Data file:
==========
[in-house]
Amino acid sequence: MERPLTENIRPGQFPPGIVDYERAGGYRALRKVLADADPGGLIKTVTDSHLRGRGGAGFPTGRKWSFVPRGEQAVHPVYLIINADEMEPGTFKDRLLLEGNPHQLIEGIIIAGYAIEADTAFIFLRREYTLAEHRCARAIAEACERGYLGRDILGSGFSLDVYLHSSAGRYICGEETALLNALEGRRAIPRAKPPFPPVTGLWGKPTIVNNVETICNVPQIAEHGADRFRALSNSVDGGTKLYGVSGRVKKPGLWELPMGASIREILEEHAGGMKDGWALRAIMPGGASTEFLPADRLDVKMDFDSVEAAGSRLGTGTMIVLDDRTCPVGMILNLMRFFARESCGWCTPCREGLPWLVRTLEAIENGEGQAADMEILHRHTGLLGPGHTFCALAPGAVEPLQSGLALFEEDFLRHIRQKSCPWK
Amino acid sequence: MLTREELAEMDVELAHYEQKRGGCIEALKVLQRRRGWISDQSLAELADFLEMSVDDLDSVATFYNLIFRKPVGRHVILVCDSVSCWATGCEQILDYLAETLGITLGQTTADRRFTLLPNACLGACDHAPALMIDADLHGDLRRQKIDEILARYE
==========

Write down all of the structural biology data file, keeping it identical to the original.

[in-house]
Amino acid sequence: MERPLTENIRPGQFPPGIVDYERAGGYRALRKVLADADPGGLIKTVTDSHLRGRGGAGFPTGRKWSFVPRGEQAVHPVYLIINADEMEPGTFKDRLLLEGNPHQLIEGIIIAGYAIEADTAFIFLRREYTLAEHRCARAIAEACERGYLGRDILGSGFSLDVYLHSSAGRYICGEETALLNALEGRRAIPRAKPPFPPVTGLWGKPTIVNNVETICNVPQIAEHGADRFRALSNSVDGGTKLYGVSGRVKKPGLWELPMGASIREILEEHAGGMKDGWALRAIMPGGASTEFLPADRLDVKMDFDSVEAAGSRLGTGTMIVLDDRTCPVGMILNLMRFFARESCGWCTPCREGLPWLVRTLEAIENGEGQAADMEILHRHTGLLGPGHTFCALAPGAVEPLQSGLALFEEDFLRHIRQKSCPWK
Amino acid sequence: MLTREELAEMDVELAHYEQKRGGCIEALKVLQRRRGWISDQSLAELADFLEMSVDDLDSVATFYNLIFRKPVGRHVILVCDSVSCWATGCEQILDYLAETLGITLGQTTADRRFTLLPNACLGACDHAPALMIDADLHGDLRRQKIDEILARYE